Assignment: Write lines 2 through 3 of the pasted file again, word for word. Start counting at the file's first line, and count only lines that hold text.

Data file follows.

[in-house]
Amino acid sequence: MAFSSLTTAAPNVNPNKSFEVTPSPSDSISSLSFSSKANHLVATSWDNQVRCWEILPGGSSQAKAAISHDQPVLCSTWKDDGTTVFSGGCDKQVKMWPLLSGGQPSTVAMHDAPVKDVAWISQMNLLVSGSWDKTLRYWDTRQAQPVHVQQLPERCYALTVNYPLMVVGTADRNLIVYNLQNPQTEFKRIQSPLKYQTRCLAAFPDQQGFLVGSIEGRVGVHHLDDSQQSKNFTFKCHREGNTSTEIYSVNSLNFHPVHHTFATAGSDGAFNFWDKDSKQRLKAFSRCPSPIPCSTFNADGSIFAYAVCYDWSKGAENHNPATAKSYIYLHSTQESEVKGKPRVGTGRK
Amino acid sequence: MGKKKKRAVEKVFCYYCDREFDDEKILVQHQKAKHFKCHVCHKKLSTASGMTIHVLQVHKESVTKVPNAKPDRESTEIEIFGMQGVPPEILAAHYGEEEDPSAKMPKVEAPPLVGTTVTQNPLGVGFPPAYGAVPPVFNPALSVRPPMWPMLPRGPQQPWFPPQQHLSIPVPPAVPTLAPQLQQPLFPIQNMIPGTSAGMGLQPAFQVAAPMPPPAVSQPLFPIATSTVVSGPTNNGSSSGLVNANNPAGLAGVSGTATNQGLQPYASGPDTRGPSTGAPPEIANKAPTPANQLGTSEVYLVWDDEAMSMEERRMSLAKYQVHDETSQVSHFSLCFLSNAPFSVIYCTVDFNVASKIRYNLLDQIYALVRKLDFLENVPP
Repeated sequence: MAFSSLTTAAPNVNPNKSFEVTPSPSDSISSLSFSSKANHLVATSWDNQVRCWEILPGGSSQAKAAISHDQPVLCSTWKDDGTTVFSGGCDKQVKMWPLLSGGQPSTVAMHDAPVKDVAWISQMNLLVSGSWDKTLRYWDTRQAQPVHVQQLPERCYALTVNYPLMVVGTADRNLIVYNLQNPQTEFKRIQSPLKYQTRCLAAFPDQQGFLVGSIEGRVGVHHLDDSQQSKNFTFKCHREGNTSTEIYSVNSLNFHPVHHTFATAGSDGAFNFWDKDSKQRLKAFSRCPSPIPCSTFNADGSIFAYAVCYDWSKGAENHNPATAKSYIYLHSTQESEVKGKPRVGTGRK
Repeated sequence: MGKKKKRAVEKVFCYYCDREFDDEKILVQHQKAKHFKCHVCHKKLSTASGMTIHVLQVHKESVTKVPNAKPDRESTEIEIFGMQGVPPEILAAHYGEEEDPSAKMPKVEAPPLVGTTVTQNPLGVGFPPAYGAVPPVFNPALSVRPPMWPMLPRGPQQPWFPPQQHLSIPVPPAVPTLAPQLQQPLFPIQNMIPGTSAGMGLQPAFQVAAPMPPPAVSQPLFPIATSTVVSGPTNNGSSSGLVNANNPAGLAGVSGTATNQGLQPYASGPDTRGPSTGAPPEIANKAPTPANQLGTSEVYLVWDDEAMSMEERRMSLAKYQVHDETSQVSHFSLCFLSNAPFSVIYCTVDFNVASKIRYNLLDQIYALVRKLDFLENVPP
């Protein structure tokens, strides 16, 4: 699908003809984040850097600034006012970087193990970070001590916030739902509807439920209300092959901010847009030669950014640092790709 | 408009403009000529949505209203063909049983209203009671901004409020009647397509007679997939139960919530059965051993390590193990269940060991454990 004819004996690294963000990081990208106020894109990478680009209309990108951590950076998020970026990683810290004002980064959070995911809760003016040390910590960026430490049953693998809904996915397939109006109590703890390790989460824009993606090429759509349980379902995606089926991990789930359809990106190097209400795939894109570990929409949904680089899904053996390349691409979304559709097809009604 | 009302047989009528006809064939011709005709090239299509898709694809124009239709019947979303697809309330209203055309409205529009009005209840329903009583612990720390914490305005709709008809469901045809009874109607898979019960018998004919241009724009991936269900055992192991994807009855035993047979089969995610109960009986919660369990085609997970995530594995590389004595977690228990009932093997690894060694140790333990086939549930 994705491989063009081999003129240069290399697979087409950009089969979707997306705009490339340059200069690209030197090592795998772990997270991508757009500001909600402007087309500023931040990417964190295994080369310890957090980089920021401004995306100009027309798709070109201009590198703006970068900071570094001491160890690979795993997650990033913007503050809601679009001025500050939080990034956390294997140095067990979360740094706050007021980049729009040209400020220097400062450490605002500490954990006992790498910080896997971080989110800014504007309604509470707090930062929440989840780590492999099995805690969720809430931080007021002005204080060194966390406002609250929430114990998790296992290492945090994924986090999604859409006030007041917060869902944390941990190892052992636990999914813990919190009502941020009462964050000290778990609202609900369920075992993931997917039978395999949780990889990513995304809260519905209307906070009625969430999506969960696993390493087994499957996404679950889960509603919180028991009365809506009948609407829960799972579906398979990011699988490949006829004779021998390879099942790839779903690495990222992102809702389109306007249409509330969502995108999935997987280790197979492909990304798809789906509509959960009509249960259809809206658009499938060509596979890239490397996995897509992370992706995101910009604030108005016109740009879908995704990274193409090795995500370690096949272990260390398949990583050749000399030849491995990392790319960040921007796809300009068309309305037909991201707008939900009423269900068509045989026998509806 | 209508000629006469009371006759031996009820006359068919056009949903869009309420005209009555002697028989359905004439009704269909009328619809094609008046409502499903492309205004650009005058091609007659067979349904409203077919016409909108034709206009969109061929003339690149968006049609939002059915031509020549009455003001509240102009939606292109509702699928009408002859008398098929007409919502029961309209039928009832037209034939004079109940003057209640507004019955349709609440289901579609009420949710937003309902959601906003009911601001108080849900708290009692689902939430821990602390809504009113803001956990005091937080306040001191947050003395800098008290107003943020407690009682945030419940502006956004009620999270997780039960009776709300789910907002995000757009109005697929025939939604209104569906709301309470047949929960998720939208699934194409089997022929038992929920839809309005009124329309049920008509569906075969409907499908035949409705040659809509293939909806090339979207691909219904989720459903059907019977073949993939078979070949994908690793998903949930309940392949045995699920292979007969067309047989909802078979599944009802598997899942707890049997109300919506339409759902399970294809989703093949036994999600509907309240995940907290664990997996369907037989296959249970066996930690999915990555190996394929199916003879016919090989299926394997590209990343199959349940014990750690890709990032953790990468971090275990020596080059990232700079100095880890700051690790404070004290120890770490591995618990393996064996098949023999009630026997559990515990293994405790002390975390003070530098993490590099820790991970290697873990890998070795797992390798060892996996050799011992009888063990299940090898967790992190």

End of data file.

Amino acid sequence: MAFSSLTTAAPNVNPNKSFEVTPSPSDSISSLSFSSKANHLVATSWDNQVRCWEILPGGSSQAKAAISHDQPVLCSTWKDDGTTVFSGGCDKQVKMWPLLSGGQPSTVAMHDAPVKDVAWISQMNLLVSGSWDKTLRYWDTRQAQPVHVQQLPERCYALTVNYPLMVVGTADRNLIVYNLQNPQTEFKRIQSPLKYQTRCLAAFPDQQGFLVGSIEGRVGVHHLDDSQQSKNFTFKCHREGNTSTEIYSVNSLNFHPVHHTFATAGSDGAFNFWDKDSKQRLKAFSRCPSPIPCSTFNADGSIFAYAVCYDWSKGAENHNPATAKSYIYLHSTQESEVKGKPRVGTGRK
Amino acid sequence: MGKKKKRAVEKVFCYYCDREFDDEKILVQHQKAKHFKCHVCHKKLSTASGMTIHVLQVHKESVTKVPNAKPDRESTEIEIFGMQGVPPEILAAHYGEEEDPSAKMPKVEAPPLVGTTVTQNPLGVGFPPAYGAVPPVFNPALSVRPPMWPMLPRGPQQPWFPPQQHLSIPVPPAVPTLAPQLQQPLFPIQNMIPGTSAGMGLQPAFQVAAPMPPPAVSQPLFPIATSTVVSGPTNNGSSSGLVNANNPAGLAGVSGTATNQGLQPYASGPDTRGPSTGAPPEIANKAPTPANQLGTSEVYLVWDDEAMSMEERRMSLAKYQVHDETSQVSHFSLCFLSNAPFSVIYCTVDFNVASKIRYNLLDQIYALVRKLDFLENVPP